[Videos embedded at version posted on my blog.]
Don Van Nieuwenhuise – director of geosciences programs at the University of Houston – gives the best summary of what is happening with BP’s new effort to stop the oil gusher.
Van Nieuwenhuise points out:
- There is probably damage to the well bore under the sea floor
- BP is performing acoustic tests (bouncing sound waves down beneath the seafloor) to try to detect any leaks in the subsurface
- BP will gradually close more and more vents to gradually increase the pressure within the well bore (like gradually covering more and more of your garden hose, so that more pressure builds up in the hose)
BP will perform a “well integrity test”, shutting off the oil flow out of the cap, and then seeing how much pressure builds up below.
The more pressure the better … because that would mean that there are no major leaks beneath the seafloor. By way of analogy, a good way to see if you have any leaks in your garden hose is to cover up the nozzle and see if water goes shooting out someplace else.
The government official in charge of the response to the oil spill – Coast Guard admiral Thad Allen – confirmed today that:
- A 1.5 mile “seismic run” was conducted to detect “anything that might happen with the sea floor” from the well integrity test
- You “could make the case that there’s some structural integrity issues with the casing of the wellbore”
Oil industry expert Rob Cavner – who previously explained that there is damage in the oil well beneath the seafloor, and that BP has to let the oil spill keep on gushing to avoid further damage to the well bore until the well can be killed with relief wells (subsequently confirmed by BP) – says that he is worried that the well integrity test could further damage the well bore and could blow out the entire well:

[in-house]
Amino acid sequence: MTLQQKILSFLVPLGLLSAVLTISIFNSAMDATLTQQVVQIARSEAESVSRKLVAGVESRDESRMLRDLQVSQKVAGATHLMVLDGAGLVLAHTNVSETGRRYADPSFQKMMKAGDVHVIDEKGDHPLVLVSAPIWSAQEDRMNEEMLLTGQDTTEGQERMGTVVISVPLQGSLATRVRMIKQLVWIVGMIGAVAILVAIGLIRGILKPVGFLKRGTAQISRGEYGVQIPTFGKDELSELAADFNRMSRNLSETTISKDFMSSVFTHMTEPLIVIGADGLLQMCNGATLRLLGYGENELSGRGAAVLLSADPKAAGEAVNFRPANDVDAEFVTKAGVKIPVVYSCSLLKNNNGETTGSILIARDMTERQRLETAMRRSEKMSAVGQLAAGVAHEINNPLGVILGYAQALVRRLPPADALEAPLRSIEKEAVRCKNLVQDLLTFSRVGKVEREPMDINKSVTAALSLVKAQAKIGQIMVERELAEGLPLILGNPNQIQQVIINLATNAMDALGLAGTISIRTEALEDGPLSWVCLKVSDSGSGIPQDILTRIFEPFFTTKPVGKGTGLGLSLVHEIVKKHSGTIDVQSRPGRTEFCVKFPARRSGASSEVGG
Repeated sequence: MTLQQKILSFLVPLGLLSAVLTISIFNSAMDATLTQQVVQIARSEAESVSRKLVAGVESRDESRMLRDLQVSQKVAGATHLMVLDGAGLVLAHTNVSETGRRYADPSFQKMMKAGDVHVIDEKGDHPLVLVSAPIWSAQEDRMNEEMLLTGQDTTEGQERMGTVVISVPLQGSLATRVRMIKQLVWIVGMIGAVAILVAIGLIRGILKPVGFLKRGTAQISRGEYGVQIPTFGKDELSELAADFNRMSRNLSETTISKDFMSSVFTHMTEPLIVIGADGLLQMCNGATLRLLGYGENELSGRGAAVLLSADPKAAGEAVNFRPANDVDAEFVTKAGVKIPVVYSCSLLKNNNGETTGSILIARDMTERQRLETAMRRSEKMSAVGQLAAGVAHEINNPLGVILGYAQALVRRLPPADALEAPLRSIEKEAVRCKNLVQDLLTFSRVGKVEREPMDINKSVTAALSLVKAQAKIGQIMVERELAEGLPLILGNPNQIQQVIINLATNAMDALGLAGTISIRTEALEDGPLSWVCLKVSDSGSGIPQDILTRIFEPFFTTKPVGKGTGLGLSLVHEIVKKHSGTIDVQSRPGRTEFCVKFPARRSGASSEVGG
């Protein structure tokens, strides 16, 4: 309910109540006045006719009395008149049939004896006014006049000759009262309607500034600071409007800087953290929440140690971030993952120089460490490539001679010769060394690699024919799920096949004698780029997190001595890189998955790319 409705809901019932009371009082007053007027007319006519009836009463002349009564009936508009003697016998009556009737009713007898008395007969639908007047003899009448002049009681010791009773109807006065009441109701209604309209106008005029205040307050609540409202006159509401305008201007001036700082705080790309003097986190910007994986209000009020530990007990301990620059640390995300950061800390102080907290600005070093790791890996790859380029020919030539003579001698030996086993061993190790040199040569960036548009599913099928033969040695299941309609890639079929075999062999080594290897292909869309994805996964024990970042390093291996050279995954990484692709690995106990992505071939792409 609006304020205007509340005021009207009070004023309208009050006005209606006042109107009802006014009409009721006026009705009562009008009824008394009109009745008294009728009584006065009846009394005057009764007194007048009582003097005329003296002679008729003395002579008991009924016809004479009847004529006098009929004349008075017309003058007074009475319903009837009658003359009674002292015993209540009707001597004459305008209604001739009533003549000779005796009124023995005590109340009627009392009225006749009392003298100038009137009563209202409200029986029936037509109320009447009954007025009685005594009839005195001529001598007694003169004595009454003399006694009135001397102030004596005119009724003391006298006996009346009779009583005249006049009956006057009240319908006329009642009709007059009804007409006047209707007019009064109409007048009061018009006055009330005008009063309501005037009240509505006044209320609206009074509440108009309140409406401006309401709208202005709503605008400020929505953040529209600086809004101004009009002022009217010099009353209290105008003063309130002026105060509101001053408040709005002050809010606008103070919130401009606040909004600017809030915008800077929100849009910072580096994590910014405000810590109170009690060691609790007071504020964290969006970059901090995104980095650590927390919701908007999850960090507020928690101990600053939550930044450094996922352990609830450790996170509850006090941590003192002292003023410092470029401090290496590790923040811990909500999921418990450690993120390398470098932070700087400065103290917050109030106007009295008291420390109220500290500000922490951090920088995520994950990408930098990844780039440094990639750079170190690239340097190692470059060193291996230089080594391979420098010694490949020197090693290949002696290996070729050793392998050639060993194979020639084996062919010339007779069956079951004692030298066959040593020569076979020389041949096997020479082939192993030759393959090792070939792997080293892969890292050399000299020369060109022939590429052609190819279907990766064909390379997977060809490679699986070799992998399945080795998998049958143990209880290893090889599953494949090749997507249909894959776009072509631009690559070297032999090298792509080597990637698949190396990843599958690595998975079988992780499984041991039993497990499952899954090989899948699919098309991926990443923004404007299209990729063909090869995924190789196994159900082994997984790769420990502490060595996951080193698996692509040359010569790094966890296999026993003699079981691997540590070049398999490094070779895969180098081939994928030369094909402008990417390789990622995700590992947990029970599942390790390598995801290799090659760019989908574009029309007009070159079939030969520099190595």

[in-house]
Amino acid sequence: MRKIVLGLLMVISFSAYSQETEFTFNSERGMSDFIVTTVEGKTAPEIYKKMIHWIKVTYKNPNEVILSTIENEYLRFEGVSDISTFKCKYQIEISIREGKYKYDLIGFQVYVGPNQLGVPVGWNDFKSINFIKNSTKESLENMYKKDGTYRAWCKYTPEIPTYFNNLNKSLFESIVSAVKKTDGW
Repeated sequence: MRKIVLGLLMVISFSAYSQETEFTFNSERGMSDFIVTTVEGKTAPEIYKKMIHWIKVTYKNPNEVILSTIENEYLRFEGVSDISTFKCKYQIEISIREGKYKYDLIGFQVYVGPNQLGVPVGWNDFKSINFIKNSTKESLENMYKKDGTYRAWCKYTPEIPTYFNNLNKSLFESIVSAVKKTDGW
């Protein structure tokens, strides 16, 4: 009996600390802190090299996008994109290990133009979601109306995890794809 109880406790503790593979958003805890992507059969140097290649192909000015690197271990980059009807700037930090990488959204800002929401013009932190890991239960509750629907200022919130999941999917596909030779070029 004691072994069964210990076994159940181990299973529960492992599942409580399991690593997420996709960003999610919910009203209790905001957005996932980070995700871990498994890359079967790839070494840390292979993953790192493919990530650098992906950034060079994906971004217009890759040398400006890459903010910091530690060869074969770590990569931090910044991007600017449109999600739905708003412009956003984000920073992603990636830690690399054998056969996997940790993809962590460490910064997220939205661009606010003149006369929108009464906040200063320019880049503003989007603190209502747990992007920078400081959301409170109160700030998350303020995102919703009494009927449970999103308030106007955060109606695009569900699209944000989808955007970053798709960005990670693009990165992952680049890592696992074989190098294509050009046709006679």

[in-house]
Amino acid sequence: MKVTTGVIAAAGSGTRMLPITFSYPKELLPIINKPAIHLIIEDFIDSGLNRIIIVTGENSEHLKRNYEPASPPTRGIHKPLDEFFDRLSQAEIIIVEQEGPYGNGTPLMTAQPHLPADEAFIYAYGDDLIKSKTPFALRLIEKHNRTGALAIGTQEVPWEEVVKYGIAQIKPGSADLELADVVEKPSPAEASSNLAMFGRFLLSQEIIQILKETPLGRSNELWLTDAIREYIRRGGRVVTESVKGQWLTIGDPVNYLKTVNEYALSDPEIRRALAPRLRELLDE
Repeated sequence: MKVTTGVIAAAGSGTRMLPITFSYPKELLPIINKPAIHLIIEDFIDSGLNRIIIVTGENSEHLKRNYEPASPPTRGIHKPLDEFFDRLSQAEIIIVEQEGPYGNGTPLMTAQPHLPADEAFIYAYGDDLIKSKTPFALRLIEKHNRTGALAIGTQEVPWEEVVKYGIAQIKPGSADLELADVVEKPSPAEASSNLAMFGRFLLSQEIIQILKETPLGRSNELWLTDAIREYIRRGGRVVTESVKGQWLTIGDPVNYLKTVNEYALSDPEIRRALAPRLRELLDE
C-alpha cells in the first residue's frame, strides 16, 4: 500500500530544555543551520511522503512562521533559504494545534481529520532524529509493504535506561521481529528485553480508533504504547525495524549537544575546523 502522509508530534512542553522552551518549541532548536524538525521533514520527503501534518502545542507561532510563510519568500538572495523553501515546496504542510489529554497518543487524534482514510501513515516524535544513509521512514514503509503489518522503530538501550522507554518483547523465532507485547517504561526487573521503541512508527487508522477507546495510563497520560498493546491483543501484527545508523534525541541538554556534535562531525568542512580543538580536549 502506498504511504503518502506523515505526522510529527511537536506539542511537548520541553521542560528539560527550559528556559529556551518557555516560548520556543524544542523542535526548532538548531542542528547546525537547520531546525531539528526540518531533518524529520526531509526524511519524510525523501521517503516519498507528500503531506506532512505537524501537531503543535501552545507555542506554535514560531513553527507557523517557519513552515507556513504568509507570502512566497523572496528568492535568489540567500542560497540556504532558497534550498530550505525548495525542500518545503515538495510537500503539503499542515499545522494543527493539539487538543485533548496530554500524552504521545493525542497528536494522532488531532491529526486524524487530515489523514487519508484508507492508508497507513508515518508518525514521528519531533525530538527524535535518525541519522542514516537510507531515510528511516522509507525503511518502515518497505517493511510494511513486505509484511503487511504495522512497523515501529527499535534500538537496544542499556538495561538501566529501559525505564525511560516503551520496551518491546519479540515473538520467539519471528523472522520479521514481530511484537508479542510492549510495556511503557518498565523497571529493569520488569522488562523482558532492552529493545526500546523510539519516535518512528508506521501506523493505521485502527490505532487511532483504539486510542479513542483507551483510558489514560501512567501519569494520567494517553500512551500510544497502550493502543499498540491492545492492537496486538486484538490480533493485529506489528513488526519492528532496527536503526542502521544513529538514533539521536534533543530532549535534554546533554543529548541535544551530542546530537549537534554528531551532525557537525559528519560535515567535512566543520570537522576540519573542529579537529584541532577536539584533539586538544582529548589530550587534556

So how are things going so far?
BP has delayed the well integrity test.
As the Wall Street Journal notes:
The start of BP PLC’s (BP) crucial integrity test of the leaking Gulf of Mexico oil well has been delayed until at least Wednesday, the U.S. official leading the disaster response said.
Adm. Thad Allen, the former U.S. Coast Guard chief, said he had taken the decision to delay the test after meetings with Energy Secretary Steven Chu, a Nobel Prize-winning physicist, and other top experts.
“As a result of these discussions, we decided that the process may benefit from additional analysis that will be performed tonight and tomorrow,” Allen said in as statement.
AP points out:
BP and federal officials did not say what prompted the decision or when the testing would begin on a new, tighter-fitting cap it had just installed on the blown-out well.
It was unclear whether there was something in the results of the mapping that prompted officials to delay.
AP also notes that engineers are mapping subsurface dangers like gas pockets.
Time will tell how big a setback this is. Hopefully, it is a brief, trivial 1-day delay.
Hopefully, today’s delay does not mean that substantial leaks have been found below the level of the seafloor, and hopefully Cavner’s fears that the tests will blow out the well bore are unfounded.
But because BP has consistently suppressed information as long as possible, we won’t know for some time. Remember, BP suspended the “top kill” operation for 16 hours – because, according to numerous experts, it was creating more damage to the well bore – without even telling the media, local officials or the public that it had even delayed the effort until long afterwards.